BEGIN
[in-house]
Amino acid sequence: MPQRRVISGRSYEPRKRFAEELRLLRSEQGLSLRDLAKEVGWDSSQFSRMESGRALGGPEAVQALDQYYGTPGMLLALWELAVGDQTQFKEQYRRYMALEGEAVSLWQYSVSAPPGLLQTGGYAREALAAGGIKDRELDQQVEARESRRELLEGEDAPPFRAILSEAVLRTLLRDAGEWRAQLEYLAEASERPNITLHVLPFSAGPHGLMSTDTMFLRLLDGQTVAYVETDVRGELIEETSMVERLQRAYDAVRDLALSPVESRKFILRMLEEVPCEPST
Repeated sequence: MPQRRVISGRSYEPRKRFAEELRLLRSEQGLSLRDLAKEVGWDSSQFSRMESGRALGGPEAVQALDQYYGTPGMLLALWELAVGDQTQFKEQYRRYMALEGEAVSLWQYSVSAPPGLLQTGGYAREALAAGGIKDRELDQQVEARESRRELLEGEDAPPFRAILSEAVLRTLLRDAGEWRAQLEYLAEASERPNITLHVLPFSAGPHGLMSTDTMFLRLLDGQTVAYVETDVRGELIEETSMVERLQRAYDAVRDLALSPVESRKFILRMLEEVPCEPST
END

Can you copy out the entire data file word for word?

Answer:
[in-house]
Amino acid sequence: MPQRRVISGRSYEPRKRFAEELRLLRSEQGLSLRDLAKEVGWDSSQFSRMESGRALGGPEAVQALDQYYGTPGMLLALWELAVGDQTQFKEQYRRYMALEGEAVSLWQYSVSAPPGLLQTGGYAREALAAGGIKDRELDQQVEARESRRELLEGEDAPPFRAILSEAVLRTLLRDAGEWRAQLEYLAEASERPNITLHVLPFSAGPHGLMSTDTMFLRLLDGQTVAYVETDVRGELIEETSMVERLQRAYDAVRDLALSPVESRKFILRMLEEVPCEPST
Repeated sequence: MPQRRVISGRSYEPRKRFAEELRLLRSEQGLSLRDLAKEVGWDSSQFSRMESGRALGGPEAVQALDQYYGTPGMLLALWELAVGDQTQFKEQYRRYMALEGEAVSLWQYSVSAPPGLLQTGGYAREALAAGGIKDRELDQQVEARESRRELLEGEDAPPFRAILSEAVLRTLLRDAGEWRAQLEYLAEASERPNITLHVLPFSAGPHGLMSTDTMFLRLLDGQTVAYVETDVRGELIEETSMVERLQRAYDAVRDLALSPVESRKFILRMLEEVPCEPST